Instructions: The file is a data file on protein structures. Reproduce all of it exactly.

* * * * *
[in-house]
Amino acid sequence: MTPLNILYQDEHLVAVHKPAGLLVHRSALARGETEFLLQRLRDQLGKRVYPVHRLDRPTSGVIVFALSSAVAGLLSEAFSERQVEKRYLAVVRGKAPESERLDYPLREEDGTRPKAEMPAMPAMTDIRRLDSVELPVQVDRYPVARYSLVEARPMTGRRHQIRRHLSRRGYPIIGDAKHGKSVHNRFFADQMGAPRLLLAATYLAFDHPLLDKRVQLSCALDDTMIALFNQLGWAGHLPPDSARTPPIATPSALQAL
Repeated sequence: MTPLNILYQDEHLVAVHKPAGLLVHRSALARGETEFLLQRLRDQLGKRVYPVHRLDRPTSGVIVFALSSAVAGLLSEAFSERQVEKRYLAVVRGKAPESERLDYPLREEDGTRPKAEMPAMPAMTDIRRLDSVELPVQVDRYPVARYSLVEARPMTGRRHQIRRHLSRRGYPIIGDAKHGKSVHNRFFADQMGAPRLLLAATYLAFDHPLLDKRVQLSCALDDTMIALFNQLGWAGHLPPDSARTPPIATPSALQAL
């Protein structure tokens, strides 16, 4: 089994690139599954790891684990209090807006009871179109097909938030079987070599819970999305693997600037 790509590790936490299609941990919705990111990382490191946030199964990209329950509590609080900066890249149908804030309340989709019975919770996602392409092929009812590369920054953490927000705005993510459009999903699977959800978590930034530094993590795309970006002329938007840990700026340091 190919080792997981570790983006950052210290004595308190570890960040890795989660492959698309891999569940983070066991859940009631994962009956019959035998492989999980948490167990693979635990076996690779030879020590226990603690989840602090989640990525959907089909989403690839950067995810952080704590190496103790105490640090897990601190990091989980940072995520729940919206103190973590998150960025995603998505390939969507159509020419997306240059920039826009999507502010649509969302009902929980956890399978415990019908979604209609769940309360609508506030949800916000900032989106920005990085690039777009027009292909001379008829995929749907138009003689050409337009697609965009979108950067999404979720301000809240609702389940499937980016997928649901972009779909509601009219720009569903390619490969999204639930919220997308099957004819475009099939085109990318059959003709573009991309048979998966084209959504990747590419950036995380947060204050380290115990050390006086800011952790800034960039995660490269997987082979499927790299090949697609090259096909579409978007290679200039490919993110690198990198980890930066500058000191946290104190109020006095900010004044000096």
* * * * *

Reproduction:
[in-house]
Amino acid sequence: MTPLNILYQDEHLVAVHKPAGLLVHRSALARGETEFLLQRLRDQLGKRVYPVHRLDRPTSGVIVFALSSAVAGLLSEAFSERQVEKRYLAVVRGKAPESERLDYPLREEDGTRPKAEMPAMPAMTDIRRLDSVELPVQVDRYPVARYSLVEARPMTGRRHQIRRHLSRRGYPIIGDAKHGKSVHNRFFADQMGAPRLLLAATYLAFDHPLLDKRVQLSCALDDTMIALFNQLGWAGHLPPDSARTPPIATPSALQAL
Repeated sequence: MTPLNILYQDEHLVAVHKPAGLLVHRSALARGETEFLLQRLRDQLGKRVYPVHRLDRPTSGVIVFALSSAVAGLLSEAFSERQVEKRYLAVVRGKAPESERLDYPLREEDGTRPKAEMPAMPAMTDIRRLDSVELPVQVDRYPVARYSLVEARPMTGRRHQIRRHLSRRGYPIIGDAKHGKSVHNRFFADQMGAPRLLLAATYLAFDHPLLDKRVQLSCALDDTMIALFNQLGWAGHLPPDSARTPPIATPSALQAL
């Protein structure tokens, strides 16, 4: 089994690139599954790891684990209090807006009871179109097909938030079987070599819970999305693997600037 790509590790936490299609941990919705990111990382490191946030199964990209329950509590609080900066890249149908804030309340989709019975919770996602392409092929009812590369920054953490927000705005993510459009999903699977959800978590930034530094993590795309970006002329938007840990700026340091 190919080792997981570790983006950052210290004595308190570890960040890795989660492959698309891999569940983070066991859940009631994962009956019959035998492989999980948490167990693979635990076996690779030879020590226990603690989840602090989640990525959907089909989403690839950067995810952080704590190496103790105490640090897990601190990091989980940072995520729940919206103190973590998150960025995603998505390939969507159509020419997306240059920039826009999507502010649509969302009902929980956890399978415990019908979604209609769940309360609508506030949800916000900032989106920005990085690039777009027009292909001379008829995929749907138009003689050409337009697609965009979108950067999404979720301000809240609702389940499937980016997928649901972009779909509601009219720009569903390619490969999204639930919220997308099957004819475009099939085109990318059959003709573009991309048979998966084209959504990747590419950036995380947060204050380290115990050390006086800011952790800034960039995660490269997987082979499927790299090949697609090259096909579409978007290679200039490919993110690198990198980890930066500058000191946290104190109020006095900010004044000096």